- Nathan Yoder
Recommended Listening: Kajsa Lindgren - Momentary Harmony
The fall of 2019 was a tough time for me, personally, as I was surprised by a number of unexpected, stress-inducing events while navigating some pretty difficult life transitions. Music was an escape during those months, like has been for so many others experiencing crises in their own lives. I remember looking skyward into blazing red leaves while listening to Leo Svirsky's River Without Banks and completely zoning out for the length of the album. I had Matthew J. Rolin's One Day I Will Be Free on loop - it became my "gonna get through this" pump-up anthem. And I vividly remember walking around my neighborhood with Kajsa Lindgren's Everyone is here buzzing through my headphones, cracking a smile whenever the 19-second track Friends came on.
I got though those hard times eventually, feeling a bit better by the spring of 2020, and am happy to say that I'm in a much better place today. Those fall 2019 pieces have stuck with me though - reminders of life's highs and lows. Kajsa Lindgren's follow-up to Everyone is here comes out in early June, so consider this preview a "recommended listening" (because Momentary Harmony is simply great), but it's also a note of appreciation. No idea if you'll ever read this Ms. Lindgren, but if you ever do: thanks a bunch for your music.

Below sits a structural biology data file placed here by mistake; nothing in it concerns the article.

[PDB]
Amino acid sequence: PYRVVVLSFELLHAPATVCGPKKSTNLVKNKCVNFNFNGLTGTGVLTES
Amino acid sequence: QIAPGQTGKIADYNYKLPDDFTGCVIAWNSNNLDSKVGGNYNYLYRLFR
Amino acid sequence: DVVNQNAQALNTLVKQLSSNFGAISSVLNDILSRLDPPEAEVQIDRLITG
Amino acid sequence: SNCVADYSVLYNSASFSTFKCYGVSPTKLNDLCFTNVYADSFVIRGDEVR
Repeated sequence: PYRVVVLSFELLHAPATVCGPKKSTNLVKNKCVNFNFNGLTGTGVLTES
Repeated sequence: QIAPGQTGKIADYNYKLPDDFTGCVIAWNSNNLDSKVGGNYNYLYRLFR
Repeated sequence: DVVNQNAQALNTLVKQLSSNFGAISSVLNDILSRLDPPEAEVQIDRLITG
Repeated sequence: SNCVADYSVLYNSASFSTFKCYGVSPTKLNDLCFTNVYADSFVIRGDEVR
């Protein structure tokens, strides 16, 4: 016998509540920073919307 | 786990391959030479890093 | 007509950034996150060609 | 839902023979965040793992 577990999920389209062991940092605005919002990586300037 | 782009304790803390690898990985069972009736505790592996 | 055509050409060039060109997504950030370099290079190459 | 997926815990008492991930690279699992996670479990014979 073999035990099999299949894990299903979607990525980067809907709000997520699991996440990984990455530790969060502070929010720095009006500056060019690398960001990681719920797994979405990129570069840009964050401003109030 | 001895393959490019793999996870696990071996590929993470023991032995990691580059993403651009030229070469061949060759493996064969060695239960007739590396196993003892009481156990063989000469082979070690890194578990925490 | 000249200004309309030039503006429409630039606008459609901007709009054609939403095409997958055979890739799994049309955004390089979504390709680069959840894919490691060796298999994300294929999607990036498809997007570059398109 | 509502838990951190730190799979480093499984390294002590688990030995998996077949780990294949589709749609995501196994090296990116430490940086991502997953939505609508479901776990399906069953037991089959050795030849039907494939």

Kajsa Lindgren, courtesy of Recital, photo taken by Hampus Andersson.
Everyone is here was a collection of archival field recordings - short little sound bites that the artist unearthed in her parents' old basement, but on Momentary Harmony, Lindgren showcases a completely different sound. She was a student of classical music growing up, which is evident from the opening cello rips of Abundance - a standout track. Voice, violin, and piano carry the title track, which is a beautiful, droning instrumental work. We've squeezed past the dusty old boxes in that aforementioned basement, climbing stairs and emerging in a cavernous, high-ceilinged sanctuary. Sounds are free to roam up here, echoing all around us.
Halfway through the album, Punes is another highlight. This piece opens with static, but then a choir's melody carries the song skyward. It is a supremely gorgeous construction. Two tracks later, we arrive at an apex: the seven-minute Korral. The longest song on Momentary Harmony hums along on a level plane, so perhaps "apex" is the wrong descriptor, but it seems to breathe a quiet power.
The album is a stunning listen, really, so make sure to catch Momentary Harmony when it's released via Recital on June 4th. Find it through this link now, available for preorder, and catch a preview track below.